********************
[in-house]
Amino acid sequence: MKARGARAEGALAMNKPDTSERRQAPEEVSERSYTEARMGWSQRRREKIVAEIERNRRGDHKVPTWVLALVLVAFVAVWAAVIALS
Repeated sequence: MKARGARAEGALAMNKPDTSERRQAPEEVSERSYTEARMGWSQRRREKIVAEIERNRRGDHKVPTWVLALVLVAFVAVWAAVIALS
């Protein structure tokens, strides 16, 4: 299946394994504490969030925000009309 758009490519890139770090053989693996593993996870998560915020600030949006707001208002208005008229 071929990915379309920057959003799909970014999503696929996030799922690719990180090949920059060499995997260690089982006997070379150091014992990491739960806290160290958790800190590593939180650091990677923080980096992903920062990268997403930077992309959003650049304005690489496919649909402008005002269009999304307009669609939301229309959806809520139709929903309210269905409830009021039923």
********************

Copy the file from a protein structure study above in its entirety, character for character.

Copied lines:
[in-house]
Amino acid sequence: MKARGARAEGALAMNKPDTSERRQAPEEVSERSYTEARMGWSQRRREKIVAEIERNRRGDHKVPTWVLALVLVAFVAVWAAVIALS
Repeated sequence: MKARGARAEGALAMNKPDTSERRQAPEEVSERSYTEARMGWSQRRREKIVAEIERNRRGDHKVPTWVLALVLVAFVAVWAAVIALS
């Protein structure tokens, strides 16, 4: 299946394994504490969030925000009309 758009490519890139770090053989693996593993996870998560915020600030949006707001208002208005008229 071929990915379309920057959003799909970014999503696929996030799922690719990180090949920059060499995997260690089982006997070379150091014992990491739960806290160290958790800190590593939180650091990677923080980096992903920062990268997403930077992309959003650049304005690489496919649909402008005002269009999304307009669609939301229309959806809520139709929903309210269905409830009021039923």